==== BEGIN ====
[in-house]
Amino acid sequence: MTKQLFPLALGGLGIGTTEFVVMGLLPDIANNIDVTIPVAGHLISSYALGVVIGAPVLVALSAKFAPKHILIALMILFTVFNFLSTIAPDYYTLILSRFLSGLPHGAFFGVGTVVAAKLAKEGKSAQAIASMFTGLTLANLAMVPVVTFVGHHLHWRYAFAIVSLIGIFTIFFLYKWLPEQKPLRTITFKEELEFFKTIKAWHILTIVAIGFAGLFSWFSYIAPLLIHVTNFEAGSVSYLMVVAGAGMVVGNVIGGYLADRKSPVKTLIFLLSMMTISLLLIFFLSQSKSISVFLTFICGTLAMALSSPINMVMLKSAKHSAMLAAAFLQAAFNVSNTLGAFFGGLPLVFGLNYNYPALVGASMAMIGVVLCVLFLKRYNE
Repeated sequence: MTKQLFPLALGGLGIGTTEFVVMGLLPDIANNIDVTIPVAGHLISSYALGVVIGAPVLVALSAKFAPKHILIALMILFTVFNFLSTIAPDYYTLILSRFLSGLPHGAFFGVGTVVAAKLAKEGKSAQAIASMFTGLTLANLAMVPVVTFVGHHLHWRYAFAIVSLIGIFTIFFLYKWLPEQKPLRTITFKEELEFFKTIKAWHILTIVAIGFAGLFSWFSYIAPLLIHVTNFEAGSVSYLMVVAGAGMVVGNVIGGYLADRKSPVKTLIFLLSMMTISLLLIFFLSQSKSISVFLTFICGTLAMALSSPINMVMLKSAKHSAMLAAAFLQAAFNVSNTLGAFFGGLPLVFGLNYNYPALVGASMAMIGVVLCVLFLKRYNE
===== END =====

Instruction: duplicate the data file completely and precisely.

[in-house]
Amino acid sequence: MTKQLFPLALGGLGIGTTEFVVMGLLPDIANNIDVTIPVAGHLISSYALGVVIGAPVLVALSAKFAPKHILIALMILFTVFNFLSTIAPDYYTLILSRFLSGLPHGAFFGVGTVVAAKLAKEGKSAQAIASMFTGLTLANLAMVPVVTFVGHHLHWRYAFAIVSLIGIFTIFFLYKWLPEQKPLRTITFKEELEFFKTIKAWHILTIVAIGFAGLFSWFSYIAPLLIHVTNFEAGSVSYLMVVAGAGMVVGNVIGGYLADRKSPVKTLIFLLSMMTISLLLIFFLSQSKSISVFLTFICGTLAMALSSPINMVMLKSAKHSAMLAAAFLQAAFNVSNTLGAFFGGLPLVFGLNYNYPALVGASMAMIGVVLCVLFLKRYNE
Repeated sequence: MTKQLFPLALGGLGIGTTEFVVMGLLPDIANNIDVTIPVAGHLISSYALGVVIGAPVLVALSAKFAPKHILIALMILFTVFNFLSTIAPDYYTLILSRFLSGLPHGAFFGVGTVVAAKLAKEGKSAQAIASMFTGLTLANLAMVPVVTFVGHHLHWRYAFAIVSLIGIFTIFFLYKWLPEQKPLRTITFKEELEFFKTIKAWHILTIVAIGFAGLFSWFSYIAPLLIHVTNFEAGSVSYLMVVAGAGMVVGNVIGGYLADRKSPVKTLIFLLSMMTISLLLIFFLSQSKSISVFLTFICGTLAMALSSPINMVMLKSAKHSAMLAAAFLQAAFNVSNTLGAFFGGLPLVFGLNYNYPALVGASMAMIGVVLCVLFLKRYNE